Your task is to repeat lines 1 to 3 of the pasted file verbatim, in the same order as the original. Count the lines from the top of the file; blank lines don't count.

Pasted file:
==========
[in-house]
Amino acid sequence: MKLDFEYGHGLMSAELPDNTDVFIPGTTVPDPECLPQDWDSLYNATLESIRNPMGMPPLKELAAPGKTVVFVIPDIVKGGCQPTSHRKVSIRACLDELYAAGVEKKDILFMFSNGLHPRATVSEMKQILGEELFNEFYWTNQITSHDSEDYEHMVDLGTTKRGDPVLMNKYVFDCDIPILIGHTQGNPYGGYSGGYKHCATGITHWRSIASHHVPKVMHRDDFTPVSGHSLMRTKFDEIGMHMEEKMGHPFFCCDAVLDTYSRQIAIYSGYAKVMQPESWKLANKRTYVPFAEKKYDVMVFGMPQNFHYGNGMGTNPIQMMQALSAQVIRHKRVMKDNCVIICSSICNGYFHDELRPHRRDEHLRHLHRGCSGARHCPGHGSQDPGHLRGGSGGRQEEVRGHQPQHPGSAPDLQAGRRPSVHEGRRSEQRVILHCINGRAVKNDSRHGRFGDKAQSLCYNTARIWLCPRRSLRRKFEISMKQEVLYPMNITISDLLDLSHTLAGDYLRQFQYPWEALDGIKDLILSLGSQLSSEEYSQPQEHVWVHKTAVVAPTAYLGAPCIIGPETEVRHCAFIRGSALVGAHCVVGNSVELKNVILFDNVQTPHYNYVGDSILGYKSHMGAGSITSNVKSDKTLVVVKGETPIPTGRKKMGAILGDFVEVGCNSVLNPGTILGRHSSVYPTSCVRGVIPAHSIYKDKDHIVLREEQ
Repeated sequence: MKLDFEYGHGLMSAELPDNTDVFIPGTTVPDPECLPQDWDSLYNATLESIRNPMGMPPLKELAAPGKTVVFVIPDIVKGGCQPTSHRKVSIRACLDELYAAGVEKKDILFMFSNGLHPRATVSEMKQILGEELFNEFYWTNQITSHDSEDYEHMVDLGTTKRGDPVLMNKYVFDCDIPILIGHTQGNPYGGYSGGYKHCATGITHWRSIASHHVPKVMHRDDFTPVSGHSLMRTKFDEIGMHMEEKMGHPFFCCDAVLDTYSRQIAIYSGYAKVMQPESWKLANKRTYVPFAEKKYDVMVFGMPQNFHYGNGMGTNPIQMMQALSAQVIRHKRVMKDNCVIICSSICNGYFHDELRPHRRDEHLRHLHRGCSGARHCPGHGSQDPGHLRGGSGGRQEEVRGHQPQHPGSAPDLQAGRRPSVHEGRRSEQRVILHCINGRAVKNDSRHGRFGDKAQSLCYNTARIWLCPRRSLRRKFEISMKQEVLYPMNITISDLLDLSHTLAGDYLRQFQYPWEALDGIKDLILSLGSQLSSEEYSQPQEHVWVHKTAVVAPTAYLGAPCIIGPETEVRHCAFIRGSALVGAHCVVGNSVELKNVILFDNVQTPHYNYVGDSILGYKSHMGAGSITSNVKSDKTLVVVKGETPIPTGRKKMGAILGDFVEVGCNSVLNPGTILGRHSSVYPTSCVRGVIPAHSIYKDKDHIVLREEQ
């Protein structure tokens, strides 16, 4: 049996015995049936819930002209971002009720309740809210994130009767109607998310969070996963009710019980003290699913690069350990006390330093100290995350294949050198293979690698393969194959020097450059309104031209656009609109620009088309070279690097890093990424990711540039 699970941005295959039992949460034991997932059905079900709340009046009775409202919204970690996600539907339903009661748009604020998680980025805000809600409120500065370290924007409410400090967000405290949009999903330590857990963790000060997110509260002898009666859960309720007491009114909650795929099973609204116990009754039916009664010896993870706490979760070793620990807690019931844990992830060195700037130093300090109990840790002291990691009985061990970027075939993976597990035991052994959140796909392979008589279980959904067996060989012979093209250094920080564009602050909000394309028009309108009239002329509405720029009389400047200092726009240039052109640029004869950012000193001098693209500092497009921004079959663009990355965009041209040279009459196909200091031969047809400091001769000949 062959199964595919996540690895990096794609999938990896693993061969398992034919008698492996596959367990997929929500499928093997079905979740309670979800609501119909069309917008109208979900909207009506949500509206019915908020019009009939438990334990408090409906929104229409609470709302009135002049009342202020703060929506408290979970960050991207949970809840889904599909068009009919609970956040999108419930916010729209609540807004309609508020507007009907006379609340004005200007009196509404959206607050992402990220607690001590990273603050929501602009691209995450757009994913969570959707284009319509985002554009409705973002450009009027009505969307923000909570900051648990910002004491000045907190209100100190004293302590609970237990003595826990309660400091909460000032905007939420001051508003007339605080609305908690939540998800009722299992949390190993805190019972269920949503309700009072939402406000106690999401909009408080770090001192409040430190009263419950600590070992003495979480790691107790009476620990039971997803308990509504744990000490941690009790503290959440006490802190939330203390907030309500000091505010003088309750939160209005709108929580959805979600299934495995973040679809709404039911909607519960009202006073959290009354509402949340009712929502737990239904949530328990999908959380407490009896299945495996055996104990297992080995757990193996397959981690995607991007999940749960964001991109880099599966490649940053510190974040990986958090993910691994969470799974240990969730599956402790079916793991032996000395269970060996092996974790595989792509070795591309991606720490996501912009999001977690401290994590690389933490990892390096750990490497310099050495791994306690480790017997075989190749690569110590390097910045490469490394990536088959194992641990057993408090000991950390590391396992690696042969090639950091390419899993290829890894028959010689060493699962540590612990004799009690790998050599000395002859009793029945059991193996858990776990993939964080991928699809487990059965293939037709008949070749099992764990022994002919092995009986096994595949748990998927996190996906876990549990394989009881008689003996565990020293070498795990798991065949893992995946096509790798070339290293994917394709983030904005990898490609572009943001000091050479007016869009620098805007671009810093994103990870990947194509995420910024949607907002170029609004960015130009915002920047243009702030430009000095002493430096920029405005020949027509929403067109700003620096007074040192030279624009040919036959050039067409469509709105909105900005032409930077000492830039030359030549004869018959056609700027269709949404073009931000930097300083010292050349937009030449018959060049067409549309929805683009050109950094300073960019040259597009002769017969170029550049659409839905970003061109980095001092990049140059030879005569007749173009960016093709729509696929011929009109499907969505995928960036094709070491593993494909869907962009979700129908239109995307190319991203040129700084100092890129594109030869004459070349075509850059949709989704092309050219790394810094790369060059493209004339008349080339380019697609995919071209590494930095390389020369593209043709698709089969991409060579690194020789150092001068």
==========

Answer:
[in-house]
Amino acid sequence: MKLDFEYGHGLMSAELPDNTDVFIPGTTVPDPECLPQDWDSLYNATLESIRNPMGMPPLKELAAPGKTVVFVIPDIVKGGCQPTSHRKVSIRACLDELYAAGVEKKDILFMFSNGLHPRATVSEMKQILGEELFNEFYWTNQITSHDSEDYEHMVDLGTTKRGDPVLMNKYVFDCDIPILIGHTQGNPYGGYSGGYKHCATGITHWRSIASHHVPKVMHRDDFTPVSGHSLMRTKFDEIGMHMEEKMGHPFFCCDAVLDTYSRQIAIYSGYAKVMQPESWKLANKRTYVPFAEKKYDVMVFGMPQNFHYGNGMGTNPIQMMQALSAQVIRHKRVMKDNCVIICSSICNGYFHDELRPHRRDEHLRHLHRGCSGARHCPGHGSQDPGHLRGGSGGRQEEVRGHQPQHPGSAPDLQAGRRPSVHEGRRSEQRVILHCINGRAVKNDSRHGRFGDKAQSLCYNTARIWLCPRRSLRRKFEISMKQEVLYPMNITISDLLDLSHTLAGDYLRQFQYPWEALDGIKDLILSLGSQLSSEEYSQPQEHVWVHKTAVVAPTAYLGAPCIIGPETEVRHCAFIRGSALVGAHCVVGNSVELKNVILFDNVQTPHYNYVGDSILGYKSHMGAGSITSNVKSDKTLVVVKGETPIPTGRKKMGAILGDFVEVGCNSVLNPGTILGRHSSVYPTSCVRGVIPAHSIYKDKDHIVLREEQ
Repeated sequence: MKLDFEYGHGLMSAELPDNTDVFIPGTTVPDPECLPQDWDSLYNATLESIRNPMGMPPLKELAAPGKTVVFVIPDIVKGGCQPTSHRKVSIRACLDELYAAGVEKKDILFMFSNGLHPRATVSEMKQILGEELFNEFYWTNQITSHDSEDYEHMVDLGTTKRGDPVLMNKYVFDCDIPILIGHTQGNPYGGYSGGYKHCATGITHWRSIASHHVPKVMHRDDFTPVSGHSLMRTKFDEIGMHMEEKMGHPFFCCDAVLDTYSRQIAIYSGYAKVMQPESWKLANKRTYVPFAEKKYDVMVFGMPQNFHYGNGMGTNPIQMMQALSAQVIRHKRVMKDNCVIICSSICNGYFHDELRPHRRDEHLRHLHRGCSGARHCPGHGSQDPGHLRGGSGGRQEEVRGHQPQHPGSAPDLQAGRRPSVHEGRRSEQRVILHCINGRAVKNDSRHGRFGDKAQSLCYNTARIWLCPRRSLRRKFEISMKQEVLYPMNITISDLLDLSHTLAGDYLRQFQYPWEALDGIKDLILSLGSQLSSEEYSQPQEHVWVHKTAVVAPTAYLGAPCIIGPETEVRHCAFIRGSALVGAHCVVGNSVELKNVILFDNVQTPHYNYVGDSILGYKSHMGAGSITSNVKSDKTLVVVKGETPIPTGRKKMGAILGDFVEVGCNSVLNPGTILGRHSSVYPTSCVRGVIPAHSIYKDKDHIVLREEQ